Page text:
Adventure Into Fear 12 (February 1973)

Adventure Into Fear #12

Gerber does the stupid second person narration, but not a lot of it. Most of the Man-Thing story he does a close third person for Man-Thing; it works a lot better. Especially he confirms Man-Thing has no mouth.

Instead, Man-Thing listens a lot. He makes a new friend, a black guy on the run from a racist white sheriff. Gerber doesn’t shy away from the race issues. Gerber even takes it further, working race preconceptions into the surprise ending. He’s also turning Man-Thing into a real character, even if he can’t talk and doesn’t get any thought balloons.

Jim Starlin has a really fun time on the pencils. There are some really emotive pages. Buckler inks him well enough.

The fifties back-up, from Stan Lee and Russ Heath, has an interesting visual style but Stan must have been trying to impress his editor with how many words he could use.

B 

CREDITS

Man-Thing, No Choice of Colors!; writer, Steve Gerber; penciller, Jim Starlin; inker, Rich Buckler; letterer, John Costanza. The Face of Horror; writer, Stan Lee; artist, Russ Heath. Editor, Roy Thomas; publisher, Marvel Comics.

Showcase 3 (July-August 1956)

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There’s not much to this issue besides Russ Heath’s fantastic artwork. Robert Kanigher’s script is pedestrian and predictable (for the most part).

It’s the story of a new frogman during World War II. The protagonist is short, which leads to teasing (even in the Navy). The teasing is aggravated by the protagonist’s ability to lip read. It’s a nonsense detail Kanigher uses to pad out the story, which is told in three parts.

For a while, during the first chapter, it seems like the story might have some factual basis or some interesting information about the Navy Underwater Demolition Teams. But then there’s a shark attack and all reality goes out the window.

Worse, Kanigher continues the bullying against the protagonist after he saves his antagonists’ lives (from the shark). The antagonists don’t even acknowledge the protagonist’s heroism. It’s painfully obvious Kanigher is padding.

But there’s some great Heath art.

Showcase 2 (May-June 1956)

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Good grief. I thought I was going to be able to talk seriously about this comic, starting with the story of a young Native American lad whose spirit animal keeps saving his butt, then through the story of a misunderstood youth and his mutt… but the final story is about a circus bear who escapes.

Now, the circus bear knows he has it pretty good at the circus, he just wants adventure. So the story–which, sadly, does not have an author credit–proposes the idea circuses (in the fifties) treated animals well. It’s also this Disney-like look at animals, which talk and think. It’s incredible. Russ Heath’s art is pretty charming, actually.

The Joe Kubert art on the Native American kid story is okay, some great vistas, but Ross Andru and Mike Esposito bore on the orphaned kid one.

This comic’s glorious nuts (and completely unaware of it).

Tom Strong 13 (July 2001)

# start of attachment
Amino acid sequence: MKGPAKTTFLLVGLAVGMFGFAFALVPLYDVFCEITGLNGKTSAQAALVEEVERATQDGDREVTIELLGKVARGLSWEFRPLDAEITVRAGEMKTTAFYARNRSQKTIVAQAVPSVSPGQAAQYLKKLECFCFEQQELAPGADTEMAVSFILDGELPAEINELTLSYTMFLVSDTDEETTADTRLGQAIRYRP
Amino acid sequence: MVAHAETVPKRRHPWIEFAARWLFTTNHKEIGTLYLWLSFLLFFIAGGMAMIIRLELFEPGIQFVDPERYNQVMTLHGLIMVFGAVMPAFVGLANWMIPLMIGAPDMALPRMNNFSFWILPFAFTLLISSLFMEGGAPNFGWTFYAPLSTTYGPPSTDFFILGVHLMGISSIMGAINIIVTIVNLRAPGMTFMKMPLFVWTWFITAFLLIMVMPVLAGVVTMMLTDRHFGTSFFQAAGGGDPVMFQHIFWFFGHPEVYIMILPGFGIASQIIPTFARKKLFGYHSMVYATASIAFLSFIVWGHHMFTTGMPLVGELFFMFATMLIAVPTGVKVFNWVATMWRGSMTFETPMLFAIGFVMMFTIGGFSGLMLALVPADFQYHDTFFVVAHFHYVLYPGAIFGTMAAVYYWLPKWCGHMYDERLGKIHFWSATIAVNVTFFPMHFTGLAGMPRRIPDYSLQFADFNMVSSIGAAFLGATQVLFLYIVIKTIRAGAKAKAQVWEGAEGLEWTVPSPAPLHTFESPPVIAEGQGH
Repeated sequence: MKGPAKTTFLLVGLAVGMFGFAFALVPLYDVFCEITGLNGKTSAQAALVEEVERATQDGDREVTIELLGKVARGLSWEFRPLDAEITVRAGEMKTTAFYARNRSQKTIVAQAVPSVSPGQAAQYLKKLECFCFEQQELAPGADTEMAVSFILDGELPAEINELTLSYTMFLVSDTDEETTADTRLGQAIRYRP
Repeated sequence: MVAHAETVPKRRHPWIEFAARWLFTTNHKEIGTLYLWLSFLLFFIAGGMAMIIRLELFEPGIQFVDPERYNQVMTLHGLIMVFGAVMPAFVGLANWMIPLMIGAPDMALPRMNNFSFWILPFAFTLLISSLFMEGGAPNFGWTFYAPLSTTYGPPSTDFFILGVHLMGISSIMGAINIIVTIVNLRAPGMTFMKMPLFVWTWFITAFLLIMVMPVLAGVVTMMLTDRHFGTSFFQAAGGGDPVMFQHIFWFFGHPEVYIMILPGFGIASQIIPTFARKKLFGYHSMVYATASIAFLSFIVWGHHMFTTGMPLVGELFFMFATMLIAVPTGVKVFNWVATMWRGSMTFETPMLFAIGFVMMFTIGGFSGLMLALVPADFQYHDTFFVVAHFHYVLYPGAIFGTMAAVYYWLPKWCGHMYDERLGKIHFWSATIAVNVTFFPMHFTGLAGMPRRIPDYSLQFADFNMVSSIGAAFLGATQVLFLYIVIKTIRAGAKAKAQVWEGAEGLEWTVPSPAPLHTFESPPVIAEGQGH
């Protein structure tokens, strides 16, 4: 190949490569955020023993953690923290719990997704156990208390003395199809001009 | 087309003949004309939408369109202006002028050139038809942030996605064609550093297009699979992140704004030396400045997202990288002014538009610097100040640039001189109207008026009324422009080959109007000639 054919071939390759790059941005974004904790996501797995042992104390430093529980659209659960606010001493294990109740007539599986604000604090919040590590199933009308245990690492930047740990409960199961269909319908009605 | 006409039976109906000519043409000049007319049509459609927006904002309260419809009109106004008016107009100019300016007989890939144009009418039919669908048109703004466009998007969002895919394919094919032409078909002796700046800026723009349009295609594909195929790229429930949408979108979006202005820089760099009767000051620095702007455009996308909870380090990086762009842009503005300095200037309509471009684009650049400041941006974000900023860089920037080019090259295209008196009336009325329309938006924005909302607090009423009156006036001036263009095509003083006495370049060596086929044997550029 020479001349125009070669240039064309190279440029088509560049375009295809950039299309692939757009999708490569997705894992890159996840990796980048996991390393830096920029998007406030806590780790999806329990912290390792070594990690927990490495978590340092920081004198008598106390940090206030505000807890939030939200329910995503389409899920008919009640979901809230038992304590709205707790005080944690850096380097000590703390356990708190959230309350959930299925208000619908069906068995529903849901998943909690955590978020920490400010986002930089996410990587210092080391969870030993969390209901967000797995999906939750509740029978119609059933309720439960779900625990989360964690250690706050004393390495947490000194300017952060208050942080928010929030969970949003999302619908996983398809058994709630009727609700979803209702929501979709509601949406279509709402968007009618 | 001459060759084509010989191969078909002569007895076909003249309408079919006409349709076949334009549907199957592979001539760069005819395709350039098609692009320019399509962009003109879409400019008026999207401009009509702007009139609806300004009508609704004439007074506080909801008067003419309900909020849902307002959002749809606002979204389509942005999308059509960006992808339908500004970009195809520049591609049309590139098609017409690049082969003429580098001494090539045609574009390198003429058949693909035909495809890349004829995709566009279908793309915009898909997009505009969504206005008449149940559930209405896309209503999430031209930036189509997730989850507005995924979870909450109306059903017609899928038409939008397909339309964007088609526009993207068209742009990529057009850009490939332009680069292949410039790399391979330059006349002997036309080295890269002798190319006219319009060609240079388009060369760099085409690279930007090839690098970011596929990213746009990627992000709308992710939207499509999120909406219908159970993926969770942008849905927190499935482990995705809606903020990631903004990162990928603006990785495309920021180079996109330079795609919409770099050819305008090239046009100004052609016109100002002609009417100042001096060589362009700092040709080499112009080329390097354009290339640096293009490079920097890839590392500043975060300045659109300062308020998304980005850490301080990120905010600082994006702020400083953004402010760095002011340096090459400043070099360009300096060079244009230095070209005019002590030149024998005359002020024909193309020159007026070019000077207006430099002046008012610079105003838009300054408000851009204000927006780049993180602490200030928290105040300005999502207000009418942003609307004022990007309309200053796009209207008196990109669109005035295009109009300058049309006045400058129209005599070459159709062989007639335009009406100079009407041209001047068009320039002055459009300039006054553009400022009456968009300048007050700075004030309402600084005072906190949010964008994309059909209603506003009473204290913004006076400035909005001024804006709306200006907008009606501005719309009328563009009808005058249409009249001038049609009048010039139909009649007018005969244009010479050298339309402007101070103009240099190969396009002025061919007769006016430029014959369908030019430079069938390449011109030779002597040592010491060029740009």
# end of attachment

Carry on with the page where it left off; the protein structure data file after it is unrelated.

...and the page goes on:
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While this issue features some incredibly cool writing from Moore (more on it in a bit), it also has amazing art. It’s a five-part story, with Sprouse and Gordon on for the prologue. Then it’s Russ Heath (doing a teenage Tom Strong), Kyle Baker (doing the bunny Tom Strong analogue) and, finally, Pete Poplaski doing the finish. Poplaski makes the whole thing feel very Golden Age and it’s simply a superior visual experience.

As for Moore, he plays a lot with time travel and its effects, but he also comments briefly on the “imaginary story” genre. Tom Strong, it seems, has no imaginary stories. Moore gets a lot of mileage in figuring out how to make this one real.

There’s some great villainy from Saveen, though a lot of the dialogue refers to very distant events.

It’s also a mini-Captain Marvel homage with the “wizard.”

Simply wonderful stuff.

The Immortal Iron Fist 20 (January 2009)

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Okay, Swierczynski is finally back on track. Forgetting the special, he’s now written more good issues of The Immortal Iron Fist than mediocre or bad.

This issue resolves—maybe a little too conveniently (it should have taken eight)—Danny’s possible death at thirty-three. It also gets the search for the Eighth City back underway and brings in the Immortal Weapons to a more central role.

Not sure how much of it is Swierczynski’s fault for not plotting the arc right or if Fraction just left him with too much to do.

Swierczynski puts a solid bow on the whole thing, but all the stuff with Misty seems like a misfire. Though Foreman’s hat for her for her big farewell scene with Danny is brilliant. Swierczynski just never establishes their relationship as anything significant. It doesn’t feel like their goodbye has any real weight.

Still, I’m enthusiastically reading once more.

CREDITS

The Mortal Iron Fist, Conclusion; writer, Duane Swierczynski; artists, Russ Heath and Travel Foreman; colorist, Matt Milla; letterer, Artmonkeys Studios; editors, Alejandro Arbona and Warren Simons; publisher, Marvel Comics.